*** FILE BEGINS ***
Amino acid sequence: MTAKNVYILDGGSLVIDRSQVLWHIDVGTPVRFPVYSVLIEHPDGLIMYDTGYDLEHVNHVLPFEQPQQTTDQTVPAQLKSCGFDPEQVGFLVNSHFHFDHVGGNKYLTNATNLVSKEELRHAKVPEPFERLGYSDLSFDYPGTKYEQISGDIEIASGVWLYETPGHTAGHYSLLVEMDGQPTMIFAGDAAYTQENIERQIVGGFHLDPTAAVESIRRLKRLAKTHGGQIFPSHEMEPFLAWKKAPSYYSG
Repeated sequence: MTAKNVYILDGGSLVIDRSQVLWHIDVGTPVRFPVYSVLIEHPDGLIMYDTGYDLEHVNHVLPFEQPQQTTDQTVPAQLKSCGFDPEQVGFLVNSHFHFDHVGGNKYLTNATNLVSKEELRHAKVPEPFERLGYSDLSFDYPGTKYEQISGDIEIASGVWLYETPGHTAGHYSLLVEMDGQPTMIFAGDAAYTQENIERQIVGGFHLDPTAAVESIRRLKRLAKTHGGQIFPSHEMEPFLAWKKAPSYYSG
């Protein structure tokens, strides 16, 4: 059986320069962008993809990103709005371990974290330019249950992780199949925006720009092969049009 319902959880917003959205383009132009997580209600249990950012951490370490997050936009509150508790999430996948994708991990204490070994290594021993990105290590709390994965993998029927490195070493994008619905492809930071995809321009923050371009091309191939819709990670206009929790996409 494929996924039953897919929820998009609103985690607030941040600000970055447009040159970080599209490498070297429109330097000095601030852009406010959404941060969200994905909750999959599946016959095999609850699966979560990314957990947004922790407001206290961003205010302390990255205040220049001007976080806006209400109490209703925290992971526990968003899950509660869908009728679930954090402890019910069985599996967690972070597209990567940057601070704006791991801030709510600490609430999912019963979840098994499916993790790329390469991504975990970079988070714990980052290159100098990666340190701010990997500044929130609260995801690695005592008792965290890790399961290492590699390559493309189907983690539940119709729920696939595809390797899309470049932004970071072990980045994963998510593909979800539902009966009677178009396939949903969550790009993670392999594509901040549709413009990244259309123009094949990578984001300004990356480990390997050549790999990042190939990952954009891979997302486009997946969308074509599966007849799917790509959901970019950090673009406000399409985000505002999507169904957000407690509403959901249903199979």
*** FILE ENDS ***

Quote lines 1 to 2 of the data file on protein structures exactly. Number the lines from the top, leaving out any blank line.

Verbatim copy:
Amino acid sequence: MTAKNVYILDGGSLVIDRSQVLWHIDVGTPVRFPVYSVLIEHPDGLIMYDTGYDLEHVNHVLPFEQPQQTTDQTVPAQLKSCGFDPEQVGFLVNSHFHFDHVGGNKYLTNATNLVSKEELRHAKVPEPFERLGYSDLSFDYPGTKYEQISGDIEIASGVWLYETPGHTAGHYSLLVEMDGQPTMIFAGDAAYTQENIERQIVGGFHLDPTAAVESIRRLKRLAKTHGGQIFPSHEMEPFLAWKKAPSYYSG
Repeated sequence: MTAKNVYILDGGSLVIDRSQVLWHIDVGTPVRFPVYSVLIEHPDGLIMYDTGYDLEHVNHVLPFEQPQQTTDQTVPAQLKSCGFDPEQVGFLVNSHFHFDHVGGNKYLTNATNLVSKEELRHAKVPEPFERLGYSDLSFDYPGTKYEQISGDIEIASGVWLYETPGHTAGHYSLLVEMDGQPTMIFAGDAAYTQENIERQIVGGFHLDPTAAVESIRRLKRLAKTHGGQIFPSHEMEPFLAWKKAPSYYSG